Fescue Endophyte Problems

   In the recent beef research update from Tom Troxel, University of Arkansas he summarized a study from Mississippi State and the Noble Foundation. The study looked at steer performance on Kentucky-31 E+ fescue with a 78 percent infection rate of the ergot alkaloid producing endophyte.
   The above fescue was compared during spring and autumn grazing periods during two years. The other fescues were described as elite tall fescues with novel (friendly) endophytes. What caught my eye was the steers were finished at Macedonia, IA. That’s likely the same lot our Missouri feedout steers are currently in. Here’s the summary statements.
   • Steers on the KY-31 pasture had a greater rectal temperature (103° F) following the 84 day spring grazing period. A normal temp is 101.5°.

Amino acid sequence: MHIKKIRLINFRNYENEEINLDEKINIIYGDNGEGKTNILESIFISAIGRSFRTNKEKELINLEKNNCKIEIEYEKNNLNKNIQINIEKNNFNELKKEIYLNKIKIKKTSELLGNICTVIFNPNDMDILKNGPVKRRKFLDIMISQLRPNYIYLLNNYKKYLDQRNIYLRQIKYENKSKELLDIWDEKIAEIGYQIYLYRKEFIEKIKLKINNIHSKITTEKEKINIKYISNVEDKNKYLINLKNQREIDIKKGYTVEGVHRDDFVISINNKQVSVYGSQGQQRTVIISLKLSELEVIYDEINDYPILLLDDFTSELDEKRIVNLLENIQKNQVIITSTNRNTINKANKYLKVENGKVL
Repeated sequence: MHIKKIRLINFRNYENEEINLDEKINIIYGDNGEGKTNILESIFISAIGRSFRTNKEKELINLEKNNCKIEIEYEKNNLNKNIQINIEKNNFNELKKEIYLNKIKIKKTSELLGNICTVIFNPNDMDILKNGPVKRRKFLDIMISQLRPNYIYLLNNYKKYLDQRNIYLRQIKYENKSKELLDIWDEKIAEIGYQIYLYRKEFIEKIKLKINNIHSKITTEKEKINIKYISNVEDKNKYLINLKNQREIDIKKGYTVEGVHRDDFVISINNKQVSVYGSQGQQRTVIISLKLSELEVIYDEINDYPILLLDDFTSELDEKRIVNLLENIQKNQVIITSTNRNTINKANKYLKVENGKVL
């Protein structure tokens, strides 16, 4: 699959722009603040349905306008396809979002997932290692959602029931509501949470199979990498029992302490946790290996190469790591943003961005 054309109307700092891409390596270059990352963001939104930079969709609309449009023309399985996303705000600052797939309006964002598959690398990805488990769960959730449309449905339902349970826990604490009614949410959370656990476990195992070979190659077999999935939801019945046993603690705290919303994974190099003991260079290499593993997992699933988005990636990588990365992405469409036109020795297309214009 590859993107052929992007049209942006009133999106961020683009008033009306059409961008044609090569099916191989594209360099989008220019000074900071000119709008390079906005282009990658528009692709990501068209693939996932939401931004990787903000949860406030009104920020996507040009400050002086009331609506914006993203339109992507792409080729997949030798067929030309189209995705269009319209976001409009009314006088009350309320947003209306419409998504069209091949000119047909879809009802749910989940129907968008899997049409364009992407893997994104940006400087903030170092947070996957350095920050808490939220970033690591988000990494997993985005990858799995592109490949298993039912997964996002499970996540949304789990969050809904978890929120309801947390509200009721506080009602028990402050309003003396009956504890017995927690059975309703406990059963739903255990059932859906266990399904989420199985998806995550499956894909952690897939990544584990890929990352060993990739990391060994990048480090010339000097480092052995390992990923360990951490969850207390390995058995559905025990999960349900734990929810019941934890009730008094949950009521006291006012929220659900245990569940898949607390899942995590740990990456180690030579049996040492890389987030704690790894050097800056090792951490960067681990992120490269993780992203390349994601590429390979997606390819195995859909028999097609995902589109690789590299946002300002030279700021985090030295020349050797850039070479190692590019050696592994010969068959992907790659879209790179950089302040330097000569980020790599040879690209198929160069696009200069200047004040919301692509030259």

• Spring hair coat scores were greatest on KY- 31 at day 56 and 84.
   • Steer average daily gain was 1.2 lbs. in the spring and 1.1 lbs. in the fall for the KY-31 E+ pastures.
   • Gains on the elite tall fescue and novel endophyte combinations in the spring recorded gains of 2.24 down to 1.98 lbs.
   • Exposure to fescue toxicosis did not affect carcass traits.
   • Hair coat price discounts applied for spring grazed steers on KY-31 with toxic endophyte affected initial steer monetary value.
   • There were no pasture differences for finishing costs or final carcass value.
   The findings support that grazing “hot” fescue can reduce gains and feeder cattle market value. They state that producers who graze “hot” KY-31 should consider retaining ownership through the finishing phase to avoid market discounts and capture value from compensatory gains during finishing. Δ
   ELDON COLE: Extension Livestock Specialist, University of Missouri

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